Schedule an exit interview in advance. Never wait till the last day of the employee to invite him to an interview. Let departing employees know about a planned meeting well ahead.
Opt for an unbiased interviewer. It is the only way to get authentic feedback from your employee. It is a rare case for direct supervisors to obtain honest responses from their subordinates. External consultants are usually the best option to get a satisfactory interview result.
Prepare a list of questions. Getting honest responses from the employee is vital, and tricky or too personal questions can add a negative note to the conversation and bring false results. So, create a list of topics you want to cover well in advance.
In addition to the above, you must always conduct an exit interview in a casual atmosphere and with due respect to your leaving employee. The key point is to cut ties on a friendly note.
15 Best Questions for Employee Exit Surveys
What kind of questions to ask for a constructive answer during exit interviews? Use the following question templates:
- “What prompted you to look for another job?” – the answer can be a specific situation, circumstance, or even a person.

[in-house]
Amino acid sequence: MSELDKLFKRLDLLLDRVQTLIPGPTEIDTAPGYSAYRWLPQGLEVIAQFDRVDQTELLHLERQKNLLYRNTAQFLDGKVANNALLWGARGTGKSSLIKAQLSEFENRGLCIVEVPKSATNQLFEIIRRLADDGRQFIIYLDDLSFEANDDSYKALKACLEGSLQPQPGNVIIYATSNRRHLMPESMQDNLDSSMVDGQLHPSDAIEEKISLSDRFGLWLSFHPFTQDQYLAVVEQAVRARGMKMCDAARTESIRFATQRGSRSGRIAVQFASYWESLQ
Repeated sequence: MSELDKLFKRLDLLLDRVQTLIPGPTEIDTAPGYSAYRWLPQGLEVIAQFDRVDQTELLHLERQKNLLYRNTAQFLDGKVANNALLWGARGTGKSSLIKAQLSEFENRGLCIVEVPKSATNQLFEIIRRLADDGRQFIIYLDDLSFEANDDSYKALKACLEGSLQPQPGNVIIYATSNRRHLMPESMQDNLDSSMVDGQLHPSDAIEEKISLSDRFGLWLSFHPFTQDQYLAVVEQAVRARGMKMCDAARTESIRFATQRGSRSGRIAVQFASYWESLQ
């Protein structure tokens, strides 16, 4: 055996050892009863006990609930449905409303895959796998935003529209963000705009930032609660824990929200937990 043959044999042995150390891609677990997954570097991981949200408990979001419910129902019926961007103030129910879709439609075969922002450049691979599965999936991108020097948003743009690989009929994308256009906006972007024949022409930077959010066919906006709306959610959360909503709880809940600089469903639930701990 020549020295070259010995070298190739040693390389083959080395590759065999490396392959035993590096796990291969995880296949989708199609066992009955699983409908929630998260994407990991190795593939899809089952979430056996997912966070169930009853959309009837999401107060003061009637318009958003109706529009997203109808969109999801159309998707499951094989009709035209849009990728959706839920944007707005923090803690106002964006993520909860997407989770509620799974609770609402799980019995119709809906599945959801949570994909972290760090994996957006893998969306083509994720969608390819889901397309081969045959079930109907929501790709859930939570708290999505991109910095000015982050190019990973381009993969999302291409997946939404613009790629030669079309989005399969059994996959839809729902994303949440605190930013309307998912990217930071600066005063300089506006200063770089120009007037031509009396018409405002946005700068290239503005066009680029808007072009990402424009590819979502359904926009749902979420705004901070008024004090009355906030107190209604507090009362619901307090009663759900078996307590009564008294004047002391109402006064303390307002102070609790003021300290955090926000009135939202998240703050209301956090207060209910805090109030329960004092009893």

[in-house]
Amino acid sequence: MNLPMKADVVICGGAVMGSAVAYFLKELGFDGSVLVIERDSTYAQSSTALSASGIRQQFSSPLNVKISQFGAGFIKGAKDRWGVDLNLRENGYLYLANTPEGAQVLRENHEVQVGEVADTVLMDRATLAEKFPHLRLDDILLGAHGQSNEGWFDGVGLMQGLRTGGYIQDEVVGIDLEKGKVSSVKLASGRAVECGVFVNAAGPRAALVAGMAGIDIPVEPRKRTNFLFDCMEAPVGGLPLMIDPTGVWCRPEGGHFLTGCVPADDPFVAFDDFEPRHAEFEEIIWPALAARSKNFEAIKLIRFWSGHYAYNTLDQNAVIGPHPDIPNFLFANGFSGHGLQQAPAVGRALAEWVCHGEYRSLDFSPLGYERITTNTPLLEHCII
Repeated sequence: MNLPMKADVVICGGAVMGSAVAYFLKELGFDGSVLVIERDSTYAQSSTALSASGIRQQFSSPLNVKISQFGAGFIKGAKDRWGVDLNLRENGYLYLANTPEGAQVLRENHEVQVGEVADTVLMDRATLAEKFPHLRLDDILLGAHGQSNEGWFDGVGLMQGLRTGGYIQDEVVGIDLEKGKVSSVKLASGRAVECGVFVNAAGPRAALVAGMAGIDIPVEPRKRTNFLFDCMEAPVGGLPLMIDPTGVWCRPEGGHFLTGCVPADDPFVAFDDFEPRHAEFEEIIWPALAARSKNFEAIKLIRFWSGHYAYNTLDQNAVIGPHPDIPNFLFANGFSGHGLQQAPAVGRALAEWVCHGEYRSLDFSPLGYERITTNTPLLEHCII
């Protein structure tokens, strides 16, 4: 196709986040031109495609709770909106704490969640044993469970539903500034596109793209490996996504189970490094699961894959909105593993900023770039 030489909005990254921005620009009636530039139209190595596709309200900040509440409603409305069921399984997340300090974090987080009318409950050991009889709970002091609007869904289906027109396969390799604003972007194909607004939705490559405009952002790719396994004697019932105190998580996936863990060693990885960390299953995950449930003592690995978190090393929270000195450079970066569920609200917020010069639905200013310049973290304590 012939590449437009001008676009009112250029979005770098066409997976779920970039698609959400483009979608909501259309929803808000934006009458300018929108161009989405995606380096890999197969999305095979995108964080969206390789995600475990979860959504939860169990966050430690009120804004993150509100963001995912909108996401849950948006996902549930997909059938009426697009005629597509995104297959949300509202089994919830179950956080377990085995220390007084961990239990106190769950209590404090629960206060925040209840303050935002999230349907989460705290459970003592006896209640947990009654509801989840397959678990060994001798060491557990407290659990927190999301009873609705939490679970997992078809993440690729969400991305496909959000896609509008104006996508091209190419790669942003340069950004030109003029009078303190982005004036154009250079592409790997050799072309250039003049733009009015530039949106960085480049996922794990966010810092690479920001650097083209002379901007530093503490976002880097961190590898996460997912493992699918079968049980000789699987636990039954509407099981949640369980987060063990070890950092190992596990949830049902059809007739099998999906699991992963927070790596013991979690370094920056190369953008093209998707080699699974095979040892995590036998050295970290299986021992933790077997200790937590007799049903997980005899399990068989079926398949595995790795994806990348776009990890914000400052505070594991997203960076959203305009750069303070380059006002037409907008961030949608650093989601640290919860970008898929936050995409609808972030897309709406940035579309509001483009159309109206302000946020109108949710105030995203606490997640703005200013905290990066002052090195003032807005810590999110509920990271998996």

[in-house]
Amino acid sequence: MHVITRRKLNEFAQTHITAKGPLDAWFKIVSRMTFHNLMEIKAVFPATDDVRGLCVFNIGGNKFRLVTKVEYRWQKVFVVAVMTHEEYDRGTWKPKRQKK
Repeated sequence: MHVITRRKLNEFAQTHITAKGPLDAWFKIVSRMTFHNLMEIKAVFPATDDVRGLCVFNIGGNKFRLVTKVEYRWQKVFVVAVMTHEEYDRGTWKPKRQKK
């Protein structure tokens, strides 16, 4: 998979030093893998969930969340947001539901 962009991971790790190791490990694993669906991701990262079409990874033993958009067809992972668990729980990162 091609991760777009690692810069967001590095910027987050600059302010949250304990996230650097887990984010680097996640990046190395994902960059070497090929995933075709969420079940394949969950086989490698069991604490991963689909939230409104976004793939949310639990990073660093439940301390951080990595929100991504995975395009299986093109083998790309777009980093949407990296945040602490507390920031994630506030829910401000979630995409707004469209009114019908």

- “Did you have enough opportunities for career growth?” – this is a good question that determines whether the employee will remain in the company. In addition, you can find out whether the company cares enough about development training and whether the environment is conducive to this.
- “Could we improve something so that you stay here to work?” – such questions incline the employee to a positive perception of the management. In addition, you can learn about factors that matter when deciding to leave.
- “Did you feel comfortable working with your direct superiors?” – this question will shed the light on the relationship of management with subordinates.
- “What aspects would you change about your position and responsibilities?” – the question will help improve the vacancy for the next candidate.
- “Did you feel valued by the company?” – as a rule, a negative answer to this question may reflect the feelings and opinions of the rest of the team, especially employees in similar positions.
- “What did you like about your job?” – so you can understand the position’s strong points.
- “What aspects of the job did not suit you?” – the answer will indicate the shortcomings to eliminate.